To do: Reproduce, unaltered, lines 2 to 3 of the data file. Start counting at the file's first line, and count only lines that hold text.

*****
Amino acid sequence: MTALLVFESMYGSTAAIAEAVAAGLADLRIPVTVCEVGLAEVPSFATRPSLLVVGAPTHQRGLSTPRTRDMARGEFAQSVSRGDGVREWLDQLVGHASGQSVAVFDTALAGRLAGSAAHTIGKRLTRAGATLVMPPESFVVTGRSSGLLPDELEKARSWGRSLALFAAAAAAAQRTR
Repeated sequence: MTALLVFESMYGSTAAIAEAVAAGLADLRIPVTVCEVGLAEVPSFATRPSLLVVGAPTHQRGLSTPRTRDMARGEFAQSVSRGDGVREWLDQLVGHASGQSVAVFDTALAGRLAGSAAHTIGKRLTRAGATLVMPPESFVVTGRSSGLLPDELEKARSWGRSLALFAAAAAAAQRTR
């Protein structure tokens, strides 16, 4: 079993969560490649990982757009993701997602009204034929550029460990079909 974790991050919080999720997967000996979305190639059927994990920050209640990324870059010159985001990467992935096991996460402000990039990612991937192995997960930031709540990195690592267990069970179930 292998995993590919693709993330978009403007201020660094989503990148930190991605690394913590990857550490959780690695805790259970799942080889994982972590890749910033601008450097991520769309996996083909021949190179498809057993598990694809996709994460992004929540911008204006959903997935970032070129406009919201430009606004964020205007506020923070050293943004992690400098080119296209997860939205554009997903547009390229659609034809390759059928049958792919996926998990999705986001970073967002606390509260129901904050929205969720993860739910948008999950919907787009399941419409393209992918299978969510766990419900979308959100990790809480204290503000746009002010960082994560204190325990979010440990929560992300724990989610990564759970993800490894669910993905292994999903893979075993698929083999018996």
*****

Repeated sequence: MTALLVFESMYGSTAAIAEAVAAGLADLRIPVTVCEVGLAEVPSFATRPSLLVVGAPTHQRGLSTPRTRDMARGEFAQSVSRGDGVREWLDQLVGHASGQSVAVFDTALAGRLAGSAAHTIGKRLTRAGATLVMPPESFVVTGRSSGLLPDELEKARSWGRSLALFAAAAAAAQRTR
């Protein structure tokens, strides 16, 4: 079993969560490649990982757009993701997602009204034929550029460990079909 974790991050919080999720997967000996979305190639059927994990920050209640990324870059010159985001990467992935096991996460402000990039990612991937192995997960930031709540990195690592267990069970179930 292998995993590919693709993330978009403007201020660094989503990148930190991605690394913590990857550490959780690695805790259970799942080889994982972590890749910033601008450097991520769309996996083909021949190179498809057993598990694809996709994460992004929540911008204006959903997935970032070129406009919201430009606004964020205007506020923070050293943004992690400098080119296209997860939205554009997903547009390229659609034809390759059928049958792919996926998990999705986001970073967002606390509260129901904050929205969720993860739910948008999950919907787009399941419409393209992918299978969510766990419900979308959100990790809480204290503000746009002010960082994560204190325990979010440990929560992300724990989610990564759970993800490894669910993905292994999903893979075993698929083999018996």